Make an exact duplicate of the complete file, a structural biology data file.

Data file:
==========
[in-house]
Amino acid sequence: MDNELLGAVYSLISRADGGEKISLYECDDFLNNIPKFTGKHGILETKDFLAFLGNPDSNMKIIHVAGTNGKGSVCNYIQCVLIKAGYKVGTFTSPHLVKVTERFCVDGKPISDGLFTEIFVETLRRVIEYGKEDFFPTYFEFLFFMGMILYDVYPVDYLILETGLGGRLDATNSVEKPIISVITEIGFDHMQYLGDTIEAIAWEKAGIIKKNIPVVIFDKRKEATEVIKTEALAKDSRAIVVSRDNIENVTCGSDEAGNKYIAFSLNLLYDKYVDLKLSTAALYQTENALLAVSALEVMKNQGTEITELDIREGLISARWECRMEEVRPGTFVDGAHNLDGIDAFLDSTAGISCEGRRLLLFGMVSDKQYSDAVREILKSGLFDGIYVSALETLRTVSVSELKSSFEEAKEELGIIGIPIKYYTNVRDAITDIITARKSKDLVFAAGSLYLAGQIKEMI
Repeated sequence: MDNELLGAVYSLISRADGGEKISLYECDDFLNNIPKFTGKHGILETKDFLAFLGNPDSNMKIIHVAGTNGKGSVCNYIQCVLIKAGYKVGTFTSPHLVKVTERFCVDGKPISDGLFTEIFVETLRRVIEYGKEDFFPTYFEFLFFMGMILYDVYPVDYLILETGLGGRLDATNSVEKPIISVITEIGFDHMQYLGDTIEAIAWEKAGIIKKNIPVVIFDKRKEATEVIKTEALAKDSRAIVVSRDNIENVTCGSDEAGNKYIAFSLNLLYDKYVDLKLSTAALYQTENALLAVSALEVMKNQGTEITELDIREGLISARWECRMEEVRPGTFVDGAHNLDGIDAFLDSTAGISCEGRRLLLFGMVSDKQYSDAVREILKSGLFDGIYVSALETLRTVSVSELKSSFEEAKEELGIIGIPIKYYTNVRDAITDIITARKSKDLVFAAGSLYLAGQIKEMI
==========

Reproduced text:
[in-house]
Amino acid sequence: MDNELLGAVYSLISRADGGEKISLYECDDFLNNIPKFTGKHGILETKDFLAFLGNPDSNMKIIHVAGTNGKGSVCNYIQCVLIKAGYKVGTFTSPHLVKVTERFCVDGKPISDGLFTEIFVETLRRVIEYGKEDFFPTYFEFLFFMGMILYDVYPVDYLILETGLGGRLDATNSVEKPIISVITEIGFDHMQYLGDTIEAIAWEKAGIIKKNIPVVIFDKRKEATEVIKTEALAKDSRAIVVSRDNIENVTCGSDEAGNKYIAFSLNLLYDKYVDLKLSTAALYQTENALLAVSALEVMKNQGTEITELDIREGLISARWECRMEEVRPGTFVDGAHNLDGIDAFLDSTAGISCEGRRLLLFGMVSDKQYSDAVREILKSGLFDGIYVSALETLRTVSVSELKSSFEEAKEELGIIGIPIKYYTNVRDAITDIITARKSKDLVFAAGSLYLAGQIKEMI
Repeated sequence: MDNELLGAVYSLISRADGGEKISLYECDDFLNNIPKFTGKHGILETKDFLAFLGNPDSNMKIIHVAGTNGKGSVCNYIQCVLIKAGYKVGTFTSPHLVKVTERFCVDGKPISDGLFTEIFVETLRRVIEYGKEDFFPTYFEFLFFMGMILYDVYPVDYLILETGLGGRLDATNSVEKPIISVITEIGFDHMQYLGDTIEAIAWEKAGIIKKNIPVVIFDKRKEATEVIKTEALAKDSRAIVVSRDNIENVTCGSDEAGNKYIAFSLNLLYDKYVDLKLSTAALYQTENALLAVSALEVMKNQGTEITELDIREGLISARWECRMEEVRPGTFVDGAHNLDGIDAFLDSTAGISCEGRRLLLFGMVSDKQYSDAVREILKSGLFDGIYVSALETLRTVSVSELKSSFEEAKEELGIIGIPIKYYTNVRDAITDIITARKSKDLVFAAGSLYLAGQIKEMI